Hollywood filmmaking has long been on the cutting edge of innovation–except when it comes to the hiring of women and minorities. These are the conclusions of the 2015 Hollywood Diversity Report-Flipping the Script released yesterday by UCLA’s Bunche Center for African American Studies. The second in a series of reports by the center’s Hollywood Advancement Project, this year’s study indicates that–despite some minor gains–women and minorities in Hollywood are still sorely underrepresented at all levels of employment–both in front of, and behind the camera.
This despite the fact American audiences are increasingly diverse. Darnell Hunt, director of the Bunche Center, and the report’s lead author points out the contradiction:
Television shows that reflect American diversity and films that reflect American diversity do better at the box office, TV shows do better in terms of ratings…There’s a disconnect between what sells and what Hollywood is doing in terms of business practices.
Interview with study co-authors Darnell Hunt and Ana-Christina Ramon
Should this disconnect persist, the Hollywood business model could take a hit according to the report’s authors:
…business as usual in the Hollywood industry may soon be unsustainable. Evidence from this report (and its predecessor in the series) shows clearly that America’s increasingly diverse audiences prefer diverse content created with the input of diverse talent. Diversity sells.
The Hollywood Reporter’s Austin Siegemund-Broka in her piece, “Diverse Casts Deliver Higher Ratings, Bigger Box Office: Study,” noted:
Viewers like diversity, with broadcast scripted shows 41 percent to 50 percent diversely cast scoring the highest ratings in black and white households alike in 2012-13, while on cable, white and Latino viewers preferred casts with 31 percent to 40 percent diversity. Black households preferred cable shows with more than 50 percent diversity…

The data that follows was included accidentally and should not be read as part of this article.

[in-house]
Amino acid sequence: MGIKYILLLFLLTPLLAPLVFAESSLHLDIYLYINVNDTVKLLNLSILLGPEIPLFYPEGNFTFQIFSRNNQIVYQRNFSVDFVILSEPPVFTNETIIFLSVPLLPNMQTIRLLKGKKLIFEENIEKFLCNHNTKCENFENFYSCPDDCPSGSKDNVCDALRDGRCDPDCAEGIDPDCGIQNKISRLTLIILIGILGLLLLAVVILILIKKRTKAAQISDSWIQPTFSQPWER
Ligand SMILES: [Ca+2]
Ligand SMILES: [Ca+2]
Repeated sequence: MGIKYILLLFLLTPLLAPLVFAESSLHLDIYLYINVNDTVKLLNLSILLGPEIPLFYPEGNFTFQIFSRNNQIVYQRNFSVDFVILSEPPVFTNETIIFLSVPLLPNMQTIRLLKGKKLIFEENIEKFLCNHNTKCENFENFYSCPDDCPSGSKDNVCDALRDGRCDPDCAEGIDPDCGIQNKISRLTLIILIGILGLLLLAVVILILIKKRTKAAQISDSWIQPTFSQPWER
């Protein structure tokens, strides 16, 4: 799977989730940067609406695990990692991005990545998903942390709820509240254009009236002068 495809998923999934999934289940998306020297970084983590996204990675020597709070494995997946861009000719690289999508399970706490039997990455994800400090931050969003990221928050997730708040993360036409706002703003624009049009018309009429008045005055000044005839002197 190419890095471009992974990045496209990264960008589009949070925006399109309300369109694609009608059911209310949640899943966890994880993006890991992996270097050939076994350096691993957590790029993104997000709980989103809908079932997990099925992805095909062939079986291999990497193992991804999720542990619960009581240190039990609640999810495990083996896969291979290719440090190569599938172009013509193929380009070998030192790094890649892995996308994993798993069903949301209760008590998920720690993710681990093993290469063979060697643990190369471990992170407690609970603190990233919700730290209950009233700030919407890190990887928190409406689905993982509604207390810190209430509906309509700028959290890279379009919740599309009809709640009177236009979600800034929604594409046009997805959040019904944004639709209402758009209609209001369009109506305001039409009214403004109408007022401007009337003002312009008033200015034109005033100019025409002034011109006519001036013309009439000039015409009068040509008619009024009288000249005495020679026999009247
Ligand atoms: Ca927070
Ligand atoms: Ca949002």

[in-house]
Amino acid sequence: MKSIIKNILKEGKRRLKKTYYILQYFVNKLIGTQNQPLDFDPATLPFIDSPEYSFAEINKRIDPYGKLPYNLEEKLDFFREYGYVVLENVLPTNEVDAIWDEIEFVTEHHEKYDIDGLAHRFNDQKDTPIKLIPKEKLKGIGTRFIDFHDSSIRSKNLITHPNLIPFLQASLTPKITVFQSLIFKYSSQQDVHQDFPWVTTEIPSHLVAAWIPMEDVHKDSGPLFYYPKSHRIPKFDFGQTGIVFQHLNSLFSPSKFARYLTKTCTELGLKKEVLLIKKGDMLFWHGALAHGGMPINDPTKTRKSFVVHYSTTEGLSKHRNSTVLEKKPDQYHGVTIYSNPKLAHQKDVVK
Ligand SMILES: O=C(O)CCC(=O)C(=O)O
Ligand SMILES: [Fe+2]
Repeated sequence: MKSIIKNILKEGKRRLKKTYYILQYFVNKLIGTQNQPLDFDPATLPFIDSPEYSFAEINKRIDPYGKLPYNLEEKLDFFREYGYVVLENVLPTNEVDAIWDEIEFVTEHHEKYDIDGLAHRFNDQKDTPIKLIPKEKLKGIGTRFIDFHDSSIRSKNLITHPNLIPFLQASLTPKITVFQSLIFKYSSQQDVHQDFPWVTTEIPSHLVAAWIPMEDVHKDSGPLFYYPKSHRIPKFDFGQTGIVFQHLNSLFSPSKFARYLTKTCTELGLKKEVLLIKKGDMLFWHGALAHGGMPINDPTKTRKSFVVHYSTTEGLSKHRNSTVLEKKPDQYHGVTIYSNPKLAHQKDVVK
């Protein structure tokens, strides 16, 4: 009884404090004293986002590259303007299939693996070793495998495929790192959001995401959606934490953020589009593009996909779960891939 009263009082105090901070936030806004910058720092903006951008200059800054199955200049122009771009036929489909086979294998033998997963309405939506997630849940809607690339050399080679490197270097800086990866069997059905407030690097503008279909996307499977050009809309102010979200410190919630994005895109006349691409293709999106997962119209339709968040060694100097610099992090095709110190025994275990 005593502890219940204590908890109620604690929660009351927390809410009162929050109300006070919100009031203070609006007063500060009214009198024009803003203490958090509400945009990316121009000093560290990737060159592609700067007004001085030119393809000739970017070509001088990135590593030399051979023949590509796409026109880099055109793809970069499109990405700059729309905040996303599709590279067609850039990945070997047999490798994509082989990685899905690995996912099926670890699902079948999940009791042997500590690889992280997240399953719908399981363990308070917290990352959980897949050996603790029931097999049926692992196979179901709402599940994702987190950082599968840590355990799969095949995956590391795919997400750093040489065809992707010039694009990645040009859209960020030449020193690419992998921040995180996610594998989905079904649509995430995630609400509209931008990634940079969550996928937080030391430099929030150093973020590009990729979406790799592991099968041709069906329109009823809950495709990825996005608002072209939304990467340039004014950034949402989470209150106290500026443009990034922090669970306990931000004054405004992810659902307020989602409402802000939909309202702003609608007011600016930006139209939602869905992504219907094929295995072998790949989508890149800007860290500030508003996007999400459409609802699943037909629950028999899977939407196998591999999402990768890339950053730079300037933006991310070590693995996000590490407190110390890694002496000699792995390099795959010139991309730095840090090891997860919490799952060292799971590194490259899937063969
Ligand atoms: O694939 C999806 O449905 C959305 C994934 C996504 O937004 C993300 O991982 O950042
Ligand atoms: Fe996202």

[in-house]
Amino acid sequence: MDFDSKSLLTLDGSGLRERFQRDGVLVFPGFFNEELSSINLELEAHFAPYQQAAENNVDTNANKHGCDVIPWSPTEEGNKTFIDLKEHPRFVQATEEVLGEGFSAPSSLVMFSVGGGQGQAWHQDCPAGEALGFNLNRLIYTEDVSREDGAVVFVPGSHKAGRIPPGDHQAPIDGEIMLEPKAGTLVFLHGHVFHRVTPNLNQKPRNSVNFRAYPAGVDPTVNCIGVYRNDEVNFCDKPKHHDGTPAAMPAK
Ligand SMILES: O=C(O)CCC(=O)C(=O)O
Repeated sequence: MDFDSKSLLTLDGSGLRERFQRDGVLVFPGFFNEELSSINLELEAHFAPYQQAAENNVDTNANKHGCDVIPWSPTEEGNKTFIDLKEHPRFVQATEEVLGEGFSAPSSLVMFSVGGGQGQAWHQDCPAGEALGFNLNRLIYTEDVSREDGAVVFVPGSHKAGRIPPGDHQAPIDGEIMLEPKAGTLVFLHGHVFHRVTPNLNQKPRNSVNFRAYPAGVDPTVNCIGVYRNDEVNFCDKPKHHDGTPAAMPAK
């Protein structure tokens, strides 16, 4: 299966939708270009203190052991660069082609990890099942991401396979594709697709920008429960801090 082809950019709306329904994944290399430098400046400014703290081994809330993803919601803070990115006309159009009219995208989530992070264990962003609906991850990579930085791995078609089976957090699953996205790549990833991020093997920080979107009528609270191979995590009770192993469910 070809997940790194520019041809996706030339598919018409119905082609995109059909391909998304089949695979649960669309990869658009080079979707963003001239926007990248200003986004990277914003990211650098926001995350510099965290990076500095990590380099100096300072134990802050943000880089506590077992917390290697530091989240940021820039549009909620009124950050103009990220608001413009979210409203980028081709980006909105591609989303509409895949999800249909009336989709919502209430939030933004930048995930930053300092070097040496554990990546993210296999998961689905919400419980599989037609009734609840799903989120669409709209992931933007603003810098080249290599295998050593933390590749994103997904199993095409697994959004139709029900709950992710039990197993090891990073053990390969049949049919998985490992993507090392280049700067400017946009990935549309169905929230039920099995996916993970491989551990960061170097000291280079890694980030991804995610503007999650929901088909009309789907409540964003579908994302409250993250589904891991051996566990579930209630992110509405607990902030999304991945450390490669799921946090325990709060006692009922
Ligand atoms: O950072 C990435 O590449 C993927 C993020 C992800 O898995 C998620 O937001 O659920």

What about the brave new world of digital programming? Has this new “Golden Age of Television” created golden opportunities for women and minorities to shine? In a word, no. According to the report, while only 11.2% of directors for cable scripted shows are women, they fare even worse in digital, directing fewer than 10% of episodes. Figures for minority-directed programming in both categories are equally anemic. It should also be noted that female and minority representation in both above-the-line and below-the-line roles would be even more dismal were it not for programs like Netflix’s Orange is the New Black or Hulu’s East Los High.
For those concerned about this issue–and everyone who works in the business should be– it’s worth taking time to entire report, and review the compelling statistical analysis based on 2012-2013 data (from various sources) that’s broken down into following categories: theatrical films; broadcast scripted shows; broadcast reality and other shows; cable scripted shows, cable reality and other shows; digital platform and syndicated.
How to change these long-held patterns in Hollywood, or “flip the script” as the report suggests? Its authors admit there’s no “magic bullet” to cure Hollywood’s ills, noting it’s a “multi-dimensional” problem with no easy solutions.
“It’s a high-risk industry. People want to surround themselves with collaborators they’re comfortable with, which tends to mean people they’ve networked with — and nine times out of 10, they’ll look similar. It reproduces the same opportunities for the same kind of people: You’re surrounding yourself with a bunch of white men to feel comfortable.”
Real progress will require continued efforts on many fronts from executive offices to back-lots. It’s a daunting task that the report summarizes this way:
In the end, every industry stakeholder-individual and institutional-has a role to play if meaningful industry advancement is to be achieved on the diversity front. Broadcast networks must begin to treat the airwaves as a public good through which diverse content promotes profits and democracy. Studios must cast the net much more widely when they entertain pitches for film and television projects. Talent agencies must diversity their rosters, packaged products and their own ranks. The film and television academies must overhaul their memberships. The guilds must better understand their respective membership pipelines and find ways to increase access and professional development for minorities and women. Individual producers and writers must finally accept the notion that having diverse voices and perspectives in the room actually increase their odds for success.
Here’s hoping that the Bunche Center next Diversity Report gives us better news. It can’t get much worse.